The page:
2016 WOR Day 1: Introduction to Human Performance
Week of Remembrance June 30-July 6, 2016
This Week of Remembrance is dedicated to all those who have fallen in the line of duty and has been intended to serve as an opportunity to renew our commitment to the health, wellness and safety of wildland firefighters.
Human Performance is a complex and multi-faceted process. It consists of physical, psychological, and environmental factors, and each of these is vital for us as firefighters to complete our missions safely and effectively.
Physical elements are those pieces that keep our bodies functioning smoothly and well; some key pieces to our physical performance include:
- Aerobic conditioning
- Strength conditioning
Psychological elements are the pieces that keep our mind and emotions focused, and prepared; some key elements to our psychological performance include:
- Internal Awareness (self)
- External awareness (others and the environment)
- Stress Management
Environmental factors are comprised of elements that we must interact with on a daily basis; some key elements to our environment include:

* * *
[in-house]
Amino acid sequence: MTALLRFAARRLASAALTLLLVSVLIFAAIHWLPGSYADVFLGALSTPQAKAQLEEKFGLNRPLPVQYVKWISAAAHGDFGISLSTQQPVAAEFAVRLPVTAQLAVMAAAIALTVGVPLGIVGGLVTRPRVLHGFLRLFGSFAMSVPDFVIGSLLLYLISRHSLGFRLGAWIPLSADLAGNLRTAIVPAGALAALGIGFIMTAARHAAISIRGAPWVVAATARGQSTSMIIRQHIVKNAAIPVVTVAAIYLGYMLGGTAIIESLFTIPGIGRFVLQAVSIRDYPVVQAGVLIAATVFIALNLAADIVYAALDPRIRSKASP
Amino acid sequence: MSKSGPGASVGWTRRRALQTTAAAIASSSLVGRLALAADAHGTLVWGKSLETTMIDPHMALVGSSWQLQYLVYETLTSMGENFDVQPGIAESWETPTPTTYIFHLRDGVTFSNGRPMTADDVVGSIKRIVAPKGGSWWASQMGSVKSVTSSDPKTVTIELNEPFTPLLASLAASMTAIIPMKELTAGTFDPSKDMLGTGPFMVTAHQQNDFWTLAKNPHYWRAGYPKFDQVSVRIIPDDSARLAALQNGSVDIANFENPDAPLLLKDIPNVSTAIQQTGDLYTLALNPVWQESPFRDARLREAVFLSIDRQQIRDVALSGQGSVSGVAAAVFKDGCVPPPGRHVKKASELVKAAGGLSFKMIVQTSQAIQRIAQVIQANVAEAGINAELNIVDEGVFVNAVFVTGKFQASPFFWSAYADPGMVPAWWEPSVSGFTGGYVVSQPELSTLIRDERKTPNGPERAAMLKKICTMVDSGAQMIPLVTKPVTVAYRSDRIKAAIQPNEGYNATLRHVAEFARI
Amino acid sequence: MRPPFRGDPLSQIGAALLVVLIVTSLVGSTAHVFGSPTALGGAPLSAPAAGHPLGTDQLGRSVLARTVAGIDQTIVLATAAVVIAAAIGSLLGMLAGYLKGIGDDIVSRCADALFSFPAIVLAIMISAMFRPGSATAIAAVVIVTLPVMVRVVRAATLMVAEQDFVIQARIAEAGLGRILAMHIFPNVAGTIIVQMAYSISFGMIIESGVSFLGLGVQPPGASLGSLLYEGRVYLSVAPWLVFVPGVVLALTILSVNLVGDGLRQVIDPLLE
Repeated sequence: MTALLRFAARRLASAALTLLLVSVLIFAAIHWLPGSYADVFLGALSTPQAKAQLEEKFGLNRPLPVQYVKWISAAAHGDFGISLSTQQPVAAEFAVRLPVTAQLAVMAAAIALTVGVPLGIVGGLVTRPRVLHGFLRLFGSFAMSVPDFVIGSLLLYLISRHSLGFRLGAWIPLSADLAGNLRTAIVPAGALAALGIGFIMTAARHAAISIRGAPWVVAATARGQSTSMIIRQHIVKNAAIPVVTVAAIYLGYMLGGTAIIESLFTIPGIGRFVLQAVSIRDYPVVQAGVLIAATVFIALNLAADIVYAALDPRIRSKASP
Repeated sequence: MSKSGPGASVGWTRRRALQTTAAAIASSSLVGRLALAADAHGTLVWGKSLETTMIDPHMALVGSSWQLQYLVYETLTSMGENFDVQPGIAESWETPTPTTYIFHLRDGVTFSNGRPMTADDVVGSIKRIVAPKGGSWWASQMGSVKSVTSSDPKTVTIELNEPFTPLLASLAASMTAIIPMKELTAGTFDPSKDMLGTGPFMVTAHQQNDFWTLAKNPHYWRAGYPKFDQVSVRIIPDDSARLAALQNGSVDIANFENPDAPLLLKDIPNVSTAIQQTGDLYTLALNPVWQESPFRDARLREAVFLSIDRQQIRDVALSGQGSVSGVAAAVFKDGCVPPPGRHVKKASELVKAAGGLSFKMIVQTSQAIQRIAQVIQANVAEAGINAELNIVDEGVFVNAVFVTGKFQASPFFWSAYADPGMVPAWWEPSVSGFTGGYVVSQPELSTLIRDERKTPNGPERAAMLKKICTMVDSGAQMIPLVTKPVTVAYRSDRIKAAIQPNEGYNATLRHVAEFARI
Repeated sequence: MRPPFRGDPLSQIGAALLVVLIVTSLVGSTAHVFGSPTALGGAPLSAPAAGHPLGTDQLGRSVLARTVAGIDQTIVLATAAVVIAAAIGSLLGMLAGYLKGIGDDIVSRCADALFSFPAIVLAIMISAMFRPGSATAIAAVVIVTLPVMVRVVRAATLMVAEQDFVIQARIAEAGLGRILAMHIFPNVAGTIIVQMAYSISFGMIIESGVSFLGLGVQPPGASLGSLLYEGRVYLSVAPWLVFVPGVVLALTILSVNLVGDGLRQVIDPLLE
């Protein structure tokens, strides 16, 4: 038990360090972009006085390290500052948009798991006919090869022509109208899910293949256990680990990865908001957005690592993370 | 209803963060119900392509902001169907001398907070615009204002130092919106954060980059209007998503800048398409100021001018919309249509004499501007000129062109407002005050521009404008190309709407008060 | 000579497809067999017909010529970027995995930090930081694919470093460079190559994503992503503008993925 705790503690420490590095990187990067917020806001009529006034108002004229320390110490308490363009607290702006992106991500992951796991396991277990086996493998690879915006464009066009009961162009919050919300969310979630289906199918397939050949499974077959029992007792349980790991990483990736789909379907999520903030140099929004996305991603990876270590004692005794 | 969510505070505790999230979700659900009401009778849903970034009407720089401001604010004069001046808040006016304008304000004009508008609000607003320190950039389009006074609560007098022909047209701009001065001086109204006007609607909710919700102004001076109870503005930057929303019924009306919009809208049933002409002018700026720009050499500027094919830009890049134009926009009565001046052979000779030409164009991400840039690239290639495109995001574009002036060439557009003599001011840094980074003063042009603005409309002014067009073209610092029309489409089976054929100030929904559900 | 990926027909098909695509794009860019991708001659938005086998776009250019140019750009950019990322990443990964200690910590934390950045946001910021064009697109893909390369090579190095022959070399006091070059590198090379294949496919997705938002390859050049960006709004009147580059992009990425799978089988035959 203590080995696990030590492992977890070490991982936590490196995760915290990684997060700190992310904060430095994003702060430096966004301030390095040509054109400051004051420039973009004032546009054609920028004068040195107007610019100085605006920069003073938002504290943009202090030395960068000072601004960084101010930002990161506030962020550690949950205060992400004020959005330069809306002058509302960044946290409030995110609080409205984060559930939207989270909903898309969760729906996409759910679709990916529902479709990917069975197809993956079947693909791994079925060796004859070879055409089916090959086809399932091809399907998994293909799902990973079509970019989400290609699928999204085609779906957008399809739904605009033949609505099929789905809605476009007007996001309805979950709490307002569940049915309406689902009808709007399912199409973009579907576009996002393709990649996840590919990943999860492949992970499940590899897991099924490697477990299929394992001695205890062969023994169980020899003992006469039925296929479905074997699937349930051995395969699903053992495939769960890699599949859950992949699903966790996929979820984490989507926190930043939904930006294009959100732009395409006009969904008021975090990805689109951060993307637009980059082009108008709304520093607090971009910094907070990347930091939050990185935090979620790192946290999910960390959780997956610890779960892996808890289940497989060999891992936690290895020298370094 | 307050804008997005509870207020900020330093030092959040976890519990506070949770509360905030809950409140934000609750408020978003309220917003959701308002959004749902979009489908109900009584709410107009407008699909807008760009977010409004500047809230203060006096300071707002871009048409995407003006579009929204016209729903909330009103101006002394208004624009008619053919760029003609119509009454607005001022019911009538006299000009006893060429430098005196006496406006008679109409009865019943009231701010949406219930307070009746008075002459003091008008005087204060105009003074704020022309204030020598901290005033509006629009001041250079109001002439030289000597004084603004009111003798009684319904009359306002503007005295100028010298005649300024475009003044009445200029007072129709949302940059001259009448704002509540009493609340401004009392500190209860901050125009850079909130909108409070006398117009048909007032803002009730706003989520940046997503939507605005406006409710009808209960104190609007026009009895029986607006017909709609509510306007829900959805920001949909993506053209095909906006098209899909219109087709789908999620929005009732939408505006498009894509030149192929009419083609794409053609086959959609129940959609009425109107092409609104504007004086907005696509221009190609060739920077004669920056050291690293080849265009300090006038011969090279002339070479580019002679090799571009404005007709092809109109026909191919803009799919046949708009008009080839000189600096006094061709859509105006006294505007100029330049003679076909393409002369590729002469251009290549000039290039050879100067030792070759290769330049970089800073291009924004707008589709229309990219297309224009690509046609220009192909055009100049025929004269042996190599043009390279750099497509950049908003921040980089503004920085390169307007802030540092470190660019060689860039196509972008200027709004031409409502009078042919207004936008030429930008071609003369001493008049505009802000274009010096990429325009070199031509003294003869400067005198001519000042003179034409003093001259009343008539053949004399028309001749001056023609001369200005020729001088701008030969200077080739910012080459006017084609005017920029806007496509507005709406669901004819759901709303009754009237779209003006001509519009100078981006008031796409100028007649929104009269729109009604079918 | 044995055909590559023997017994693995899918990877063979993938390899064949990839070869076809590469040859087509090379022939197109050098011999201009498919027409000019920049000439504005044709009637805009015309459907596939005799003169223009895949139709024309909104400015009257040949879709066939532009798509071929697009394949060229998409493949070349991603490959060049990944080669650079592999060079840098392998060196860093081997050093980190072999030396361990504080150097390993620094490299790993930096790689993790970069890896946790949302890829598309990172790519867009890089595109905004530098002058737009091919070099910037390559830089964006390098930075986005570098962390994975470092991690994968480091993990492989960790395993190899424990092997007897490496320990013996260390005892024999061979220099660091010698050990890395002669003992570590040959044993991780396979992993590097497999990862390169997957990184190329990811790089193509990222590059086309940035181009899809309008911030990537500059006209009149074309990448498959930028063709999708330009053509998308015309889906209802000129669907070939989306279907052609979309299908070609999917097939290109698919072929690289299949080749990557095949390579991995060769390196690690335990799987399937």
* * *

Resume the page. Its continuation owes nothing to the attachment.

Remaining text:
- Significant others (coworkers, supervisors, and our support networks).
- The physical demands of the environment (temperatures, terrain, etc.)
Time and space (time of day & season; home or at work; rest or working)
Optimal human performance or “fitness” incorporates much more than our physical capabilities. Being optimally fit requires training the mind as well as the body for the environments in which we operate.
What do your environmental factors demand?
What are you doing to stay in the optimal performance zone?
- Physically fit?
- Psychologically fit?
- Environmentally fit?
The topics for the NWCG “Wildland Firefighter Week of Remembrance” have been drawn from the Human Performance Optimization course taught as a part of the USFS Apprentice Academy in cooperation with the Missoula Technology and Development Center (MTDC) and is rooted in the desire to prepare wildland fire personnel to optimally manage themselves and others at any given time. Review and resources have been contributed by the Wildland Fire Lessons Learned Center, NIFC External Affairs, the Wildland Fire annual refresher group, and the Wildland Fire Leadership Subcommittee.
Incident Management Situation Report (IMSR)
10 Standard Firefighting Orders, PMS 110
18 Watch Out Situations, PMS 118
10 & 18 Poster, PMS 110-18
NWCG Incident Response Pocket Guide (IRPG), PMS 461
RT-130, Wildland Fire Safety Training Annual Refresher (WFSTAR)
Interagency Standards for Fire and Fire Aviation Operations (Red Book)
Wildland Fire Lessons Learned Center